So how can we become more confident?
Envision what you want the end result to look like. How will you feel once you have the confidence? Think of public speaking, don’t focus on the negative energy of that disparaging voice in your head that says “What an idiot! There are so many people staring at me, I hope I don’t mess up”. Our thoughts become our feelings, our feelings become our actions and then it’s just a downward ticket from there honey! Instead, focus on the positive outcomes of how you want the experience to be.
Take the action first, then the confidence will follow. Think of sky diving, if we focus on how far we have to fall, we would focus on the worst that could happen. Instead, feel the fear and do it afraid! Once you’ve stepped out of the plane the anticipation is over which is usually worse than the action itself.
Remember that feeling of confidence. Next time you have a speaking gig or you need to try something new, remember how it felt to “feel” confident. Now that you’ve overcome the initial debilitating feelings, you can do what method actors do and rely on a positive experience to get you through the next time.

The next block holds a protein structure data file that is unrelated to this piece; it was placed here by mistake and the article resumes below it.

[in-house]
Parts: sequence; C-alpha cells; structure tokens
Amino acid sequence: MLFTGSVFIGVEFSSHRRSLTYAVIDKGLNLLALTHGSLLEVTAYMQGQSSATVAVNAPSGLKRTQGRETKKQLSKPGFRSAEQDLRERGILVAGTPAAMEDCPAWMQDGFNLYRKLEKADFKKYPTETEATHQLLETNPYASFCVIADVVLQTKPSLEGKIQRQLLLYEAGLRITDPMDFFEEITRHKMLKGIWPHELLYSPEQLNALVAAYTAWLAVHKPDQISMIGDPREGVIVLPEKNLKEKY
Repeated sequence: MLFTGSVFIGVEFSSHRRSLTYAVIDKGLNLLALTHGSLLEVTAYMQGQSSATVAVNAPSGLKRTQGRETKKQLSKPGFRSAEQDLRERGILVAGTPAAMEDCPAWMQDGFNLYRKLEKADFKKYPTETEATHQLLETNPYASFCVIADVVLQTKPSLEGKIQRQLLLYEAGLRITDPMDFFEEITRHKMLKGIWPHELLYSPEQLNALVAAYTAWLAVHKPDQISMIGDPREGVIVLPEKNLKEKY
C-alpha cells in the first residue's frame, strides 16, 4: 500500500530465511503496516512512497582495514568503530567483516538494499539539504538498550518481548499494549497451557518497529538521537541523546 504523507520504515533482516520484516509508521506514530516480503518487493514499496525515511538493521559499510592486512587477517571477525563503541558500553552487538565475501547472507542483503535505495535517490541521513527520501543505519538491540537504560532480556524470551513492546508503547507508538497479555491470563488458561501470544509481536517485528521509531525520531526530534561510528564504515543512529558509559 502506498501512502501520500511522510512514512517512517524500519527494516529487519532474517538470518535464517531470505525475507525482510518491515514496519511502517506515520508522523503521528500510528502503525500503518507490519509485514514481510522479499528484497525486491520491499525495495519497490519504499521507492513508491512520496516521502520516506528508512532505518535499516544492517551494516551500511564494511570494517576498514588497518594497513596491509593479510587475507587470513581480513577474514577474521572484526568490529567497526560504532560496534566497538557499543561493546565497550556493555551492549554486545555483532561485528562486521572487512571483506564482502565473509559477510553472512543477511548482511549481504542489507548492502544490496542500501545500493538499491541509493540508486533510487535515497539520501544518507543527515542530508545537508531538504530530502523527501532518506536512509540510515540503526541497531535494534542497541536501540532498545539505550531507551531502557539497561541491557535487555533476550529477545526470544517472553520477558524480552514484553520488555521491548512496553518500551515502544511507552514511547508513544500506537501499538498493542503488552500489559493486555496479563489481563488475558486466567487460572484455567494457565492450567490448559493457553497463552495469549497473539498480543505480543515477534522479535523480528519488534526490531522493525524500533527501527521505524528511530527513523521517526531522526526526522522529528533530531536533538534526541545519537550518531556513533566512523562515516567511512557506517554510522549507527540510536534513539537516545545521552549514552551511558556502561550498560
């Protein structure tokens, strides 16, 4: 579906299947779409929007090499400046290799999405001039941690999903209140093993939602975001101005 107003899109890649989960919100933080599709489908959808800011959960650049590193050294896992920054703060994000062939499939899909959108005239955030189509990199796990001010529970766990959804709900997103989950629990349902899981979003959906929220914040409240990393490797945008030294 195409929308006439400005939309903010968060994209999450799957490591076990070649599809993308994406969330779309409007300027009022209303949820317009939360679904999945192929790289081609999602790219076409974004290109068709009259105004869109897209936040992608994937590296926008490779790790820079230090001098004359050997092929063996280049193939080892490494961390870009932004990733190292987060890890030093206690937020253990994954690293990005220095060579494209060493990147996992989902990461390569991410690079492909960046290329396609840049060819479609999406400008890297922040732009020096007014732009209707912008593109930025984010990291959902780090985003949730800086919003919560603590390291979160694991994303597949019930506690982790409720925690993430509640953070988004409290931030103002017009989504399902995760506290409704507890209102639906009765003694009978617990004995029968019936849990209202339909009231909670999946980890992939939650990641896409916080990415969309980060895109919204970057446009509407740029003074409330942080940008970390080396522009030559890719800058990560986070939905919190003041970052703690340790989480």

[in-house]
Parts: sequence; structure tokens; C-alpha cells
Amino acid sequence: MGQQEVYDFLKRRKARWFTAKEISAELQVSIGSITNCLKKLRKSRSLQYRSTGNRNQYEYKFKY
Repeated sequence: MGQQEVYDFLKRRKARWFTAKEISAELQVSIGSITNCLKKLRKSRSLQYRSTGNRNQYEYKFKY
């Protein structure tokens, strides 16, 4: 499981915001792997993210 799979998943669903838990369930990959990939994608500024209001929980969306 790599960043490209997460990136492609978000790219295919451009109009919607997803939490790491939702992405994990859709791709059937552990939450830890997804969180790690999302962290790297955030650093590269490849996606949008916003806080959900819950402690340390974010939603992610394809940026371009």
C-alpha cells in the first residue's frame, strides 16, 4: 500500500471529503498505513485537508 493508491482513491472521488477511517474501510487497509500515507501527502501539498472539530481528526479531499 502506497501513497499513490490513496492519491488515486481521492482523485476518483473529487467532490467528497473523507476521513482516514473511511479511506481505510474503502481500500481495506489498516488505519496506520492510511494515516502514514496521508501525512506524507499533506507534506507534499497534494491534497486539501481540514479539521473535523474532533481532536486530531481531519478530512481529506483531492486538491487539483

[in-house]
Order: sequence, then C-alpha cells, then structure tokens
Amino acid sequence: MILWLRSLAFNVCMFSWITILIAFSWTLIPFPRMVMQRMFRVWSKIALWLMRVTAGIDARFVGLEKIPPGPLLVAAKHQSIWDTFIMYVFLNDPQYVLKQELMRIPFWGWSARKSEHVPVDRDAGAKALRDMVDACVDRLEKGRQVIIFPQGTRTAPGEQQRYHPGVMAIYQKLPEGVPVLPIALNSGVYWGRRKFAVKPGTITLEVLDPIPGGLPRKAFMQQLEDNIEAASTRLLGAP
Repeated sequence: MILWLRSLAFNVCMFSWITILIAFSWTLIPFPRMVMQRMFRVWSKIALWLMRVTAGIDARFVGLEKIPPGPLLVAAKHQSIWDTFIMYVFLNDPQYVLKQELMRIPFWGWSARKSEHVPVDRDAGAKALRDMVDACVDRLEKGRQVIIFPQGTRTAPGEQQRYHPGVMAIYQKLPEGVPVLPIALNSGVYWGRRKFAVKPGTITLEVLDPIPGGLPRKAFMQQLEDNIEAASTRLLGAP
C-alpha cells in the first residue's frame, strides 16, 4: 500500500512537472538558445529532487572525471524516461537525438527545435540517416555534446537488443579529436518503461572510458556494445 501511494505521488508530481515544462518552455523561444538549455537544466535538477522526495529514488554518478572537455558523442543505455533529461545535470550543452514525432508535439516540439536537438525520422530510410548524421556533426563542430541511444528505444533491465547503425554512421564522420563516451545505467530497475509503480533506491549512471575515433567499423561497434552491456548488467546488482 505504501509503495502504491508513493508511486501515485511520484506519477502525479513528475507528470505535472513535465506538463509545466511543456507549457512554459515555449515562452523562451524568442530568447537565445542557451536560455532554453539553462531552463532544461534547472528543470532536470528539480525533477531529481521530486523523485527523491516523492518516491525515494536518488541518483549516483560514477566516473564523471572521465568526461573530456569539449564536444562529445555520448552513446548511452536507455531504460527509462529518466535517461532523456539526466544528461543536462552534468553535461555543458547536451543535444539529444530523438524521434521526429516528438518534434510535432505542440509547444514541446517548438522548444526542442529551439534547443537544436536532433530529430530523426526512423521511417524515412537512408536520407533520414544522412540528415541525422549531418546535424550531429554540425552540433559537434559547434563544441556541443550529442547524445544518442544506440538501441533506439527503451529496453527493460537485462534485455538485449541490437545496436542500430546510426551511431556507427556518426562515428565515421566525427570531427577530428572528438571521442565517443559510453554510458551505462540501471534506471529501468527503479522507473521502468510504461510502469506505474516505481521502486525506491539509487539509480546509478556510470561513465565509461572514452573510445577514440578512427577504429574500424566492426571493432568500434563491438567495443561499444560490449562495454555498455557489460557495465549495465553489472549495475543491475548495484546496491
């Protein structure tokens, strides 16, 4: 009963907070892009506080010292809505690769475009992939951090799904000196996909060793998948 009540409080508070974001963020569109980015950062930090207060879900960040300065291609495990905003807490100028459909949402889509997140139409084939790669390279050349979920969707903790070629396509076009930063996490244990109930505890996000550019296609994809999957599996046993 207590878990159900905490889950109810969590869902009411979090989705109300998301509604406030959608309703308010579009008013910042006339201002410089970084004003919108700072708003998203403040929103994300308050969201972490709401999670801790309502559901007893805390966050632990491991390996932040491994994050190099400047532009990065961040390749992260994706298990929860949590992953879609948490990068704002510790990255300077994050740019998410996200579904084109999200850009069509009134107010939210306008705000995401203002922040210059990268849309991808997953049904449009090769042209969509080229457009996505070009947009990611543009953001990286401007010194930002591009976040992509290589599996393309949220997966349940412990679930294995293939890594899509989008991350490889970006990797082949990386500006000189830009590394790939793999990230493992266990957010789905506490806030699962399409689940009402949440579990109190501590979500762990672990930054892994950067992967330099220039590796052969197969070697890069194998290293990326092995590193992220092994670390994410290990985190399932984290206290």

Dress for success. The cliche is always right, if you dress for the occasion you will feel good about yourself and you’ll have a confident swagger. Then you can truly pretend until you become!
The good news is confidence is an art, the more we practice the better we will become.
And if all else fails, a classy pair of Manolo Blahnik heels will make any lady feel confidently gorgeous any day of the week!